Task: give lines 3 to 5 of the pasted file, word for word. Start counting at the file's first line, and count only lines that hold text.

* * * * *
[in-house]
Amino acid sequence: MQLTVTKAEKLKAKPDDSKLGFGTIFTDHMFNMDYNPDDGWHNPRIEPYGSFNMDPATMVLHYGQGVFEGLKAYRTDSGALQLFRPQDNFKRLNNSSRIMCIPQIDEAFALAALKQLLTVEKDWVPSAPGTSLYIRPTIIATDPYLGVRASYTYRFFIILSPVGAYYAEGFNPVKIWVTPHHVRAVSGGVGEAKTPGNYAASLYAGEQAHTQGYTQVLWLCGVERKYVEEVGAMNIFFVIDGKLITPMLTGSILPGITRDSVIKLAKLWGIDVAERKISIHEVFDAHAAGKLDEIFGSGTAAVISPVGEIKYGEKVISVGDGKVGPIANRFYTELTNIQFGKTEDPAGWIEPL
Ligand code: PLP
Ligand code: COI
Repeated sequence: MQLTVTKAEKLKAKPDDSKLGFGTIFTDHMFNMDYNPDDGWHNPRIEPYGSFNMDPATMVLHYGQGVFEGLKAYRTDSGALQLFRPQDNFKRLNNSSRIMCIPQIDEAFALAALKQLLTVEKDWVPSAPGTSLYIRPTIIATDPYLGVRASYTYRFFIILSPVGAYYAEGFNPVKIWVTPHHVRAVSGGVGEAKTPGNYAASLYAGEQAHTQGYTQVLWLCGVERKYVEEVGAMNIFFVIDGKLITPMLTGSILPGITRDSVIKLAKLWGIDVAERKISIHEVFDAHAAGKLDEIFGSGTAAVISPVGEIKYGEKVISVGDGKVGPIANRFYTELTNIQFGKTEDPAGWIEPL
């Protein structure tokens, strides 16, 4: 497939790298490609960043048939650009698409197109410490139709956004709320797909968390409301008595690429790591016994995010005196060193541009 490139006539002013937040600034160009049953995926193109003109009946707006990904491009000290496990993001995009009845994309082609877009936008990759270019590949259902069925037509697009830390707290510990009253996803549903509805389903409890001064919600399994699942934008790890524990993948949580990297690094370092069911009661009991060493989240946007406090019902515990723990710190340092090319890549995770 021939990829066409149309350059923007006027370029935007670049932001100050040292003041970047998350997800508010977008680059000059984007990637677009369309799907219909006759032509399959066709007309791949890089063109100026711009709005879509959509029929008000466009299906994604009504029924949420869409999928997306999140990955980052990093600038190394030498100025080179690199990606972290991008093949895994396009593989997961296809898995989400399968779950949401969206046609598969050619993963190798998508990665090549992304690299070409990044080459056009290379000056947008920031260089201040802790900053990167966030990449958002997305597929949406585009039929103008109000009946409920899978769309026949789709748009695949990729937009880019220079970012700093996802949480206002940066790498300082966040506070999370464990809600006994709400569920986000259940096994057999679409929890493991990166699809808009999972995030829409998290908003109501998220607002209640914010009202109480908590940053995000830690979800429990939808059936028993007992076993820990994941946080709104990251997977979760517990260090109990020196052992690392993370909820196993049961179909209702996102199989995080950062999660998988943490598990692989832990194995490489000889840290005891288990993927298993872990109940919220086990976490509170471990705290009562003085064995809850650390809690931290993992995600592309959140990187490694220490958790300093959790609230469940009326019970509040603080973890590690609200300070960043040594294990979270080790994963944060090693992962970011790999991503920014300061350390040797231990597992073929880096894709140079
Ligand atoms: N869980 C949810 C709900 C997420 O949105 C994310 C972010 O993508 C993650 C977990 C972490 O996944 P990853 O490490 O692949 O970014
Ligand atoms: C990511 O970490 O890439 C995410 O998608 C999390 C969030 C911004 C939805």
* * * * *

Ligand code: PLP
Ligand code: COI
Repeated sequence: MQLTVTKAEKLKAKPDDSKLGFGTIFTDHMFNMDYNPDDGWHNPRIEPYGSFNMDPATMVLHYGQGVFEGLKAYRTDSGALQLFRPQDNFKRLNNSSRIMCIPQIDEAFALAALKQLLTVEKDWVPSAPGTSLYIRPTIIATDPYLGVRASYTYRFFIILSPVGAYYAEGFNPVKIWVTPHHVRAVSGGVGEAKTPGNYAASLYAGEQAHTQGYTQVLWLCGVERKYVEEVGAMNIFFVIDGKLITPMLTGSILPGITRDSVIKLAKLWGIDVAERKISIHEVFDAHAAGKLDEIFGSGTAAVISPVGEIKYGEKVISVGDGKVGPIANRFYTELTNIQFGKTEDPAGWIEPL